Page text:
Well, this is what I love about you June, your wonkiness and free-spiritedness – I need infusions of that in my otherwise rigid thinking. I have to admit that when I was working on my Azalea Mosaic series, knowing I’d be hanging them in an exhibit together, I never once thought about uniformity in size or shape – Each one dictated its own parameters (or should that be perimeters?) just as you indicate the landscape did, and I didn’t spend a lot of time deciding how to place them on the wall. I could have easily driven myself crazy if I’d decided to figure out their “proper” sizes ahead of time, and then the free flow that came during the making would have been stifled.

    To be honest, when you dictated the size of our challenge pieces, I found myself chafing a bit. How can June work with these standard sizes, I wondered. I so often work square these days, so that was my first huff, but sometimes I wanted to go bigger or smaller or a different proportion length to width. So you see, I guess we’re not so different up to a point! Thanks for your thoughtful answer to my question, I think I learn nearly as much (to a certain extent) from your experiences as you do. Good luck taming that textile.


  3. June says:

    Hi Sheila,

    The original grouping for these painting that I envisioned while in Arizona was more symmetrical, size-wise. But it was too large (14 paintings, I believe, about 10 feet high in all) and too diverse — it didn’t work, even if it was symmetrical.

    As for making them all the same size — Not! I think that way would push me into a similarity of working that would betray the landscape itself. If I had a different way of transporting materials, I would have gone for even great diversity of size (or at least a different set of diverse pieces).

    Of course, to some extent I chose the setting and sizes for the paintings based on a different final grouping, so the sizes may have made more sense there — two and a half weeks of thought (and 18 — 23 paintings) not quite enough time — and certainly not enough logistical room — for much flexibility. And of course, I couldn’t have known what I was to face until I faced it. Ah the joys of residencies.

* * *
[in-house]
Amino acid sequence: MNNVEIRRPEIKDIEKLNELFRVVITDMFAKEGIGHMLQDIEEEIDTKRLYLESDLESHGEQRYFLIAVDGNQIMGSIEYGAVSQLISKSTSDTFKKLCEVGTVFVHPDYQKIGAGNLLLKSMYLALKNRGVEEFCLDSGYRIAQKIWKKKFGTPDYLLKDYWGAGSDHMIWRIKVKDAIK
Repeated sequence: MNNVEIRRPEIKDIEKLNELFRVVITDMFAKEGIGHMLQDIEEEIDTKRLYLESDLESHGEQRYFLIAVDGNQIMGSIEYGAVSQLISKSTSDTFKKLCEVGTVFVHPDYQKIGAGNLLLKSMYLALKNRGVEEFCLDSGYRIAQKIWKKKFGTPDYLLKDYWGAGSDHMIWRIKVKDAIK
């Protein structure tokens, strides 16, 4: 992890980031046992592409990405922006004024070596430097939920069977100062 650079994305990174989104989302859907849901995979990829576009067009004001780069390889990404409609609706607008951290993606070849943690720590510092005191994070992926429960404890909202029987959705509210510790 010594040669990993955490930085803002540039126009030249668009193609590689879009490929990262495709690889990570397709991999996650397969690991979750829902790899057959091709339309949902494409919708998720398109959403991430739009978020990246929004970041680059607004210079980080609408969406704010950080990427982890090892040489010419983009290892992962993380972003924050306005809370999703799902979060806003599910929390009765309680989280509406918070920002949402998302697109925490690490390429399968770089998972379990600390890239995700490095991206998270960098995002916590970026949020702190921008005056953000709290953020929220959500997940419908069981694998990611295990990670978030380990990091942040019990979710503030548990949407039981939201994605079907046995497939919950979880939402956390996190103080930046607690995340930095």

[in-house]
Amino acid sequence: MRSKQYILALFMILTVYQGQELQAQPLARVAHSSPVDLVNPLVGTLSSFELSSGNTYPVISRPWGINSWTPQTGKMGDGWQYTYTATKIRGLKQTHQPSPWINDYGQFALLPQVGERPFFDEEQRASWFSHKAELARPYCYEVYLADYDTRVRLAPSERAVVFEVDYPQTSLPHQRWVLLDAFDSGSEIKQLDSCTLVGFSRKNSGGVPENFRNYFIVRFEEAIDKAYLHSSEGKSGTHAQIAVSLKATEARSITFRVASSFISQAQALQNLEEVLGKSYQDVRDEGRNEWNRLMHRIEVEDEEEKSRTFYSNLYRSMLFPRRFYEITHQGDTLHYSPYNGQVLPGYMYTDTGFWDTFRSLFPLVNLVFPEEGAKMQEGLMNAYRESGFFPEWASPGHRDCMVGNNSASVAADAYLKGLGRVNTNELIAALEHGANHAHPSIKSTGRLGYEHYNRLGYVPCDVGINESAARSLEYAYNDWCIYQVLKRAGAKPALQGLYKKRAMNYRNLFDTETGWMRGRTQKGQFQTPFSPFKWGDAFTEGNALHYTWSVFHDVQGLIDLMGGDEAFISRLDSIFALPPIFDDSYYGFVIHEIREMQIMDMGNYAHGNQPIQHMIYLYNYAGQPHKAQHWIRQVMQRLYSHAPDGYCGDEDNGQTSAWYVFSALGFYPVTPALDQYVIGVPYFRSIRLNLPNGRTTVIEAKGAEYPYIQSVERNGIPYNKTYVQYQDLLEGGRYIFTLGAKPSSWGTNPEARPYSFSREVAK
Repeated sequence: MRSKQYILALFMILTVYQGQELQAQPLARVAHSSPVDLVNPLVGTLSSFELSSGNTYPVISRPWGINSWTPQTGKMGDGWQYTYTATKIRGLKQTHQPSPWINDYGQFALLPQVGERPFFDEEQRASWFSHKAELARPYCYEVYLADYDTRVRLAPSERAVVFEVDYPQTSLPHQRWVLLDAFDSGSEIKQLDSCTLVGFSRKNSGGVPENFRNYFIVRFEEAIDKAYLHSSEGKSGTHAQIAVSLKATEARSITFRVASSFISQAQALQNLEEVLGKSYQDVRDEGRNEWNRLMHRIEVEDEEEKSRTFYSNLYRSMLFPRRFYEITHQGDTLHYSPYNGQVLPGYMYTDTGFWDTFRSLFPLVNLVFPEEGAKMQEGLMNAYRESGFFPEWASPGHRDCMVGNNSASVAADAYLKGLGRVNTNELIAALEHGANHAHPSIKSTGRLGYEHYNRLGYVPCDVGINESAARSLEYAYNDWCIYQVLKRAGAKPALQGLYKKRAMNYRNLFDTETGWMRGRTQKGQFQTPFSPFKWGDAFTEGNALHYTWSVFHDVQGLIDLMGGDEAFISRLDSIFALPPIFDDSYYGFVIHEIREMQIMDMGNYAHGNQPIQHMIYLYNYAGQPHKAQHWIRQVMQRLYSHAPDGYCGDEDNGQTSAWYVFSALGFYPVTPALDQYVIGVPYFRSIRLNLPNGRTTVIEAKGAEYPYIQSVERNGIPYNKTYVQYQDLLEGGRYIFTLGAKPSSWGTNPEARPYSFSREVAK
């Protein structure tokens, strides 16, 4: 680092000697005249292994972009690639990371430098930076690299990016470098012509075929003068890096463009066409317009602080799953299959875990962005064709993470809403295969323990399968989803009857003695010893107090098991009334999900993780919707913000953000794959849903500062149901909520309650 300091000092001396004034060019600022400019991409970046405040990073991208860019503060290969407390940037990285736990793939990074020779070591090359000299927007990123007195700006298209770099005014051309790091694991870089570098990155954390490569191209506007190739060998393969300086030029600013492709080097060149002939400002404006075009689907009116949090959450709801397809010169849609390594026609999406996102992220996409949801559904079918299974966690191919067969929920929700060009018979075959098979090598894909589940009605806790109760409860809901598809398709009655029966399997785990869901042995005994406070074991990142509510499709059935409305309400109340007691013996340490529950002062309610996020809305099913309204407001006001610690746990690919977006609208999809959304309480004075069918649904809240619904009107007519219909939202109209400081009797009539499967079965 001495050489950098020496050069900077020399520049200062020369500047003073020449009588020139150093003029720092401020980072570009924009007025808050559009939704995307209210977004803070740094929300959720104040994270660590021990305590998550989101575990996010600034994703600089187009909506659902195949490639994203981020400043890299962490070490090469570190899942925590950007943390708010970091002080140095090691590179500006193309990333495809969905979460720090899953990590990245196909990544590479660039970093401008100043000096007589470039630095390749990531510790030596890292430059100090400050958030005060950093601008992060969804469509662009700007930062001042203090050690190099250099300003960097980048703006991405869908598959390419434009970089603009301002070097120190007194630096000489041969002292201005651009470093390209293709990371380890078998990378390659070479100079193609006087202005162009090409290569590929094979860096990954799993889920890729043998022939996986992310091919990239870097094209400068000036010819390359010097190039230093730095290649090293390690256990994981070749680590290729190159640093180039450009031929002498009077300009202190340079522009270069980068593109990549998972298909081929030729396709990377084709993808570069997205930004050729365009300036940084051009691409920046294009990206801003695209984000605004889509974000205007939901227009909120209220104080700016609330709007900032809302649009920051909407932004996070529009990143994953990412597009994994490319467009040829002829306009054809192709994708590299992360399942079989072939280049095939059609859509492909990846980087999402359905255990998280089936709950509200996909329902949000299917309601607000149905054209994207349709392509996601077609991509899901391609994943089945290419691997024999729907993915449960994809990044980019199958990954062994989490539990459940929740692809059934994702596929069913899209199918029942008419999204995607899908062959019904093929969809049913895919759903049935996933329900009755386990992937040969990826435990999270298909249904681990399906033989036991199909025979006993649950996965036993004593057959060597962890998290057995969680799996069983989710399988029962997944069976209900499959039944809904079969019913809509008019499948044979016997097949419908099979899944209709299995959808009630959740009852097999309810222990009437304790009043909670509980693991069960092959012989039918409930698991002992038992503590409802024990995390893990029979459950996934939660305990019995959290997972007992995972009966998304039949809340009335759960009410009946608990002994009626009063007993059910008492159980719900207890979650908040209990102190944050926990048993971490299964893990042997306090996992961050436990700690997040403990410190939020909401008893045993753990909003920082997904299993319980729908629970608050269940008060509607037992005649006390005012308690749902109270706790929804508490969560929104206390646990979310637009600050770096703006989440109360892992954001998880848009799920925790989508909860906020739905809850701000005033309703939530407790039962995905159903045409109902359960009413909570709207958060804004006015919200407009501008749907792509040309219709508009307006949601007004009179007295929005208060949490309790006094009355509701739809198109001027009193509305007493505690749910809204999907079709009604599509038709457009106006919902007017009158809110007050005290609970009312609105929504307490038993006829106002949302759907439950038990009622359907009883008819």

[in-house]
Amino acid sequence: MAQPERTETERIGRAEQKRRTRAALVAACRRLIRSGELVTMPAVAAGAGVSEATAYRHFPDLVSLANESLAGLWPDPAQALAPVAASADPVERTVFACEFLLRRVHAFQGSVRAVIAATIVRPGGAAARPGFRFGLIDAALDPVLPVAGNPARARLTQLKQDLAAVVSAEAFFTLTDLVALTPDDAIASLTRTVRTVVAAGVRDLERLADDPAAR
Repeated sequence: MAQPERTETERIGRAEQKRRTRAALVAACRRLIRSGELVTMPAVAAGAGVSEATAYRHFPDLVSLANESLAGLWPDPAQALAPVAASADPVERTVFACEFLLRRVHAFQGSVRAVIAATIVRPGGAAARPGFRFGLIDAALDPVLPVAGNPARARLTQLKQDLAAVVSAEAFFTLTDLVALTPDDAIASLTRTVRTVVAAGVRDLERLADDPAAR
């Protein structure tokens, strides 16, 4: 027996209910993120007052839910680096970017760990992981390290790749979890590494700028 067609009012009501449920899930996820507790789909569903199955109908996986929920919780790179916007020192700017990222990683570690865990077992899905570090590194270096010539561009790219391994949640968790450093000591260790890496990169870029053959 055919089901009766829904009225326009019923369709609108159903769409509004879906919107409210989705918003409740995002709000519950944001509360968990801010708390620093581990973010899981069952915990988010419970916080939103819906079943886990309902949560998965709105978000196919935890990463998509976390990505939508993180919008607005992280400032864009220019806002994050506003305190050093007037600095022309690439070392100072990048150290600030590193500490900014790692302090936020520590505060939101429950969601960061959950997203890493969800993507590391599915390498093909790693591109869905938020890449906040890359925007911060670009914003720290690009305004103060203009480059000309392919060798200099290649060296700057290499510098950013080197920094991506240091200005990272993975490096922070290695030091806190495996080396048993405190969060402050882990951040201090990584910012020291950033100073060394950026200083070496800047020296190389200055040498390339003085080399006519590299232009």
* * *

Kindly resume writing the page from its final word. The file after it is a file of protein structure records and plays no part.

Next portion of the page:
However, I must note that lining everything up and pushing for symmetry has never been one of my goals — rather odd, since textiles are the most “flexible” (ie. maddening) items; they just don’t like square and symmetrical without a lot of finicky panic. I figure you like the challenge; me, I tried to go into painting so I didn’t have to deal with warp and weave and bias and fraying.

    I say this and then must note that right now I’m working on a textile piece that insists on being square and symmetrical (according to my own wonky notions of symmetry, of course). And I’m cussing the materials loudly, particularly as I just got through with floating the PEFO paintings on nice squared wood pieces that didn’t give me even a quarter inch of trouble.

    So, I guess every art has its challenges. Why would we bother, otherwise?

    Thanks for continuing this conversation. I do so love a good chat.


  4. Sheila says:

    Yes, that blue/green (at least that’s how it reads on my monitor) was the only thing I felt linked the pictures, except of course, for your word that they co-existed in real life.

    I was wondering if, now that you are working on the groupings, you regret using the different size canvases, or wish certain views were painted on a different size so that the groupings would have more symmetry? You know me and symmetry – I’ve gotta line everything up nice and neat!


  5. june says:

    In part, the Puerco River Meadows fits because if you turned at right angles to the ruin, you would see this scene. It doesn’t fit because stylistically, as you correctly note, it’s quite different; it’s one of those long views, with no fore ground. I reworked the grouping, trying to pull it closer together with color if not style, but must not have succeeded. I can easily change the order of the grouping, though, and will try it as you suggest.

    At this very moment, the hanging devices for these paintings are clamped in the basement, glue drying. After they can be hung from wires, it will be easy to rearrange them. Well, easier….


  6. Sheila says:

    I really like Agate House and Long Logs Trail – There’s really a visual depth, a sense of standing right at the forefront of the painting as if I could step right into it. The angles and the rich russet browns are so inviting.

    Puerco Ruins is quite powerful in its own right. Again, the angles and perspective and that brown pull me right in.

    I’m having trouble seeing Puerco River Meadows fitting with this grouping. I intellectually understand based on the info you’ve given, but visually I find it distracting in the grouping. I’m sure it is because it lacks the dramatic value extremes of the other three. Or maybe it’s its placement above the other three. I could see it fitting nicely in between the middle two but that’s probably not where it belongs. It’s a lovely thing on its own.

    Personal opinion here, you understand!